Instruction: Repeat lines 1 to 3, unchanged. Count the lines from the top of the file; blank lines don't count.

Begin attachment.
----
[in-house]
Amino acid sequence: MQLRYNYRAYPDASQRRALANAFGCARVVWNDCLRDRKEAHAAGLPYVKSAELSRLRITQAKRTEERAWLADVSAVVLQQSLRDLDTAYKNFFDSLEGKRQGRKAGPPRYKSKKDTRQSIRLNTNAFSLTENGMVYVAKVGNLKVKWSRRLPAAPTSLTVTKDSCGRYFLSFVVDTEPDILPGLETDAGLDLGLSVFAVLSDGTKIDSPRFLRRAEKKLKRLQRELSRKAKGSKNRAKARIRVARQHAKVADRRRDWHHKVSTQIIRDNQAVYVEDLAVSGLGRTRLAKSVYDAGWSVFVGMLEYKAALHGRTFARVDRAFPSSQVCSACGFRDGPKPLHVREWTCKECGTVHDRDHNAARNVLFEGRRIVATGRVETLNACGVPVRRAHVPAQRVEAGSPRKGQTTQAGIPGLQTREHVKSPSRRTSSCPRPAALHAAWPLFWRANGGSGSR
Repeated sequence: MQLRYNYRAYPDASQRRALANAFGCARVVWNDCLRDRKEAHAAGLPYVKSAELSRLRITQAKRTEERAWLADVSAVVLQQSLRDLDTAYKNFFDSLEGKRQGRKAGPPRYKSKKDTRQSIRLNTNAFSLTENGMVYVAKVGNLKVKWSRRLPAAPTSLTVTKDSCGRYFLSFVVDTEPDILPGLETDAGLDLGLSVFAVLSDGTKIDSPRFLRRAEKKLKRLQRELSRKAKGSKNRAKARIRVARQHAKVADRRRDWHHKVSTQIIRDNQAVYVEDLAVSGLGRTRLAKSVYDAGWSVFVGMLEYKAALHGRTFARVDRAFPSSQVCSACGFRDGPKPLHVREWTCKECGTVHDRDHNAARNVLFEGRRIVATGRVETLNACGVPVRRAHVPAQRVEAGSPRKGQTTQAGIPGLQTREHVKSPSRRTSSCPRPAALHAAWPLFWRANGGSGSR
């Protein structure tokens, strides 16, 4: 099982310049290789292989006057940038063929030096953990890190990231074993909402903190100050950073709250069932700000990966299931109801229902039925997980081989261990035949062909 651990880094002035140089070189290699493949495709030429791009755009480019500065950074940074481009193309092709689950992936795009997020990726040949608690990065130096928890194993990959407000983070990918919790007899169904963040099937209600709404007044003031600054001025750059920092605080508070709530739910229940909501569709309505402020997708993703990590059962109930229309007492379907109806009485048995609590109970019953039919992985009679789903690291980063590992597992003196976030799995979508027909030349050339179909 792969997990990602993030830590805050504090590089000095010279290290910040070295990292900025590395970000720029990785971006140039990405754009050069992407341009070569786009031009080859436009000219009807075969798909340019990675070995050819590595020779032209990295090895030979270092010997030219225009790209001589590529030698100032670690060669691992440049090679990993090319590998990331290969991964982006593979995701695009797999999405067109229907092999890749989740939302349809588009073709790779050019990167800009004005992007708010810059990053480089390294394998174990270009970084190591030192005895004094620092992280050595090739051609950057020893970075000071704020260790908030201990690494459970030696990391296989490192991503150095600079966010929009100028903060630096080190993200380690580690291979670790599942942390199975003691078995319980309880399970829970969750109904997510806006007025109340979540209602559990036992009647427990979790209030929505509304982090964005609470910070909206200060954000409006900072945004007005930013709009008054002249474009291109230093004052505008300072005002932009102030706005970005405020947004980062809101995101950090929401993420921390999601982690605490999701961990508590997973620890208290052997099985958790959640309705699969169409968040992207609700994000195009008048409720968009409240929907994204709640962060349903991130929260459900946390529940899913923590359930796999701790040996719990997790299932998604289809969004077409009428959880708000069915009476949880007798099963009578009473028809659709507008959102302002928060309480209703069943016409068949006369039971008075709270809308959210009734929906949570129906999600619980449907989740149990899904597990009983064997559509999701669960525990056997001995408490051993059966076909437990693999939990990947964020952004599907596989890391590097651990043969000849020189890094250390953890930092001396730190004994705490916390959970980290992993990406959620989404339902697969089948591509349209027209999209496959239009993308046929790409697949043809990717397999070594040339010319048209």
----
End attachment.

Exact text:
[in-house]
Amino acid sequence: MQLRYNYRAYPDASQRRALANAFGCARVVWNDCLRDRKEAHAAGLPYVKSAELSRLRITQAKRTEERAWLADVSAVVLQQSLRDLDTAYKNFFDSLEGKRQGRKAGPPRYKSKKDTRQSIRLNTNAFSLTENGMVYVAKVGNLKVKWSRRLPAAPTSLTVTKDSCGRYFLSFVVDTEPDILPGLETDAGLDLGLSVFAVLSDGTKIDSPRFLRRAEKKLKRLQRELSRKAKGSKNRAKARIRVARQHAKVADRRRDWHHKVSTQIIRDNQAVYVEDLAVSGLGRTRLAKSVYDAGWSVFVGMLEYKAALHGRTFARVDRAFPSSQVCSACGFRDGPKPLHVREWTCKECGTVHDRDHNAARNVLFEGRRIVATGRVETLNACGVPVRRAHVPAQRVEAGSPRKGQTTQAGIPGLQTREHVKSPSRRTSSCPRPAALHAAWPLFWRANGGSGSR
Repeated sequence: MQLRYNYRAYPDASQRRALANAFGCARVVWNDCLRDRKEAHAAGLPYVKSAELSRLRITQAKRTEERAWLADVSAVVLQQSLRDLDTAYKNFFDSLEGKRQGRKAGPPRYKSKKDTRQSIRLNTNAFSLTENGMVYVAKVGNLKVKWSRRLPAAPTSLTVTKDSCGRYFLSFVVDTEPDILPGLETDAGLDLGLSVFAVLSDGTKIDSPRFLRRAEKKLKRLQRELSRKAKGSKNRAKARIRVARQHAKVADRRRDWHHKVSTQIIRDNQAVYVEDLAVSGLGRTRLAKSVYDAGWSVFVGMLEYKAALHGRTFARVDRAFPSSQVCSACGFRDGPKPLHVREWTCKECGTVHDRDHNAARNVLFEGRRIVATGRVETLNACGVPVRRAHVPAQRVEAGSPRKGQTTQAGIPGLQTREHVKSPSRRTSSCPRPAALHAAWPLFWRANGGSGSR